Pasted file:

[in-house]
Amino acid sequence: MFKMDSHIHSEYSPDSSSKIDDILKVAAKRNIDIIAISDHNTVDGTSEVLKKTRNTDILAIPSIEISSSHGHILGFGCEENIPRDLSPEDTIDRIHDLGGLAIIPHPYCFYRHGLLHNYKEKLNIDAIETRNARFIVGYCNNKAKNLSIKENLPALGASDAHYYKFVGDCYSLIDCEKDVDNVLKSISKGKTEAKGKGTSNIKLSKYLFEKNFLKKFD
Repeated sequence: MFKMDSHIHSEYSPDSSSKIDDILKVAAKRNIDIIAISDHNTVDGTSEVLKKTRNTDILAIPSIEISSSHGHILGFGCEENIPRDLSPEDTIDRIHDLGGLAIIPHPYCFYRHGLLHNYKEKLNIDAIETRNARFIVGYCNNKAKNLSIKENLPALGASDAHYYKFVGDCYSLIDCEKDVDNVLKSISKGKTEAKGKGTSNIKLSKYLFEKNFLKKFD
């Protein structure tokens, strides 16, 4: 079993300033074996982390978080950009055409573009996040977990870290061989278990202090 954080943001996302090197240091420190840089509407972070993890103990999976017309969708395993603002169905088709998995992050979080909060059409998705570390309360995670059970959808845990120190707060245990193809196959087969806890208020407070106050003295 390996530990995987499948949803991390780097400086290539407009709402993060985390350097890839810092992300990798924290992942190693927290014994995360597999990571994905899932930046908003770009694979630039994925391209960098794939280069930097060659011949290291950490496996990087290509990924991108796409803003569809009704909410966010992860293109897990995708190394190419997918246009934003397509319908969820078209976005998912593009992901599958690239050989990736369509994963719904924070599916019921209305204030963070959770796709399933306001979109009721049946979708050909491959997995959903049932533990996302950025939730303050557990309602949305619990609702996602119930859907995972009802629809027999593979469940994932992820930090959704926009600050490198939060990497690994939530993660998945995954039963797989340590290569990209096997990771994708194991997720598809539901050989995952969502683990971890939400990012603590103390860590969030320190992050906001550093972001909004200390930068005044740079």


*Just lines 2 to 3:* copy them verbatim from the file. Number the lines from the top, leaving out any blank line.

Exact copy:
Amino acid sequence: MFKMDSHIHSEYSPDSSSKIDDILKVAAKRNIDIIAISDHNTVDGTSEVLKKTRNTDILAIPSIEISSSHGHILGFGCEENIPRDLSPEDTIDRIHDLGGLAIIPHPYCFYRHGLLHNYKEKLNIDAIETRNARFIVGYCNNKAKNLSIKENLPALGASDAHYYKFVGDCYSLIDCEKDVDNVLKSISKGKTEAKGKGTSNIKLSKYLFEKNFLKKFD
Repeated sequence: MFKMDSHIHSEYSPDSSSKIDDILKVAAKRNIDIIAISDHNTVDGTSEVLKKTRNTDILAIPSIEISSSHGHILGFGCEENIPRDLSPEDTIDRIHDLGGLAIIPHPYCFYRHGLLHNYKEKLNIDAIETRNARFIVGYCNNKAKNLSIKENLPALGASDAHYYKFVGDCYSLIDCEKDVDNVLKSISKGKTEAKGKGTSNIKLSKYLFEKNFLKKFD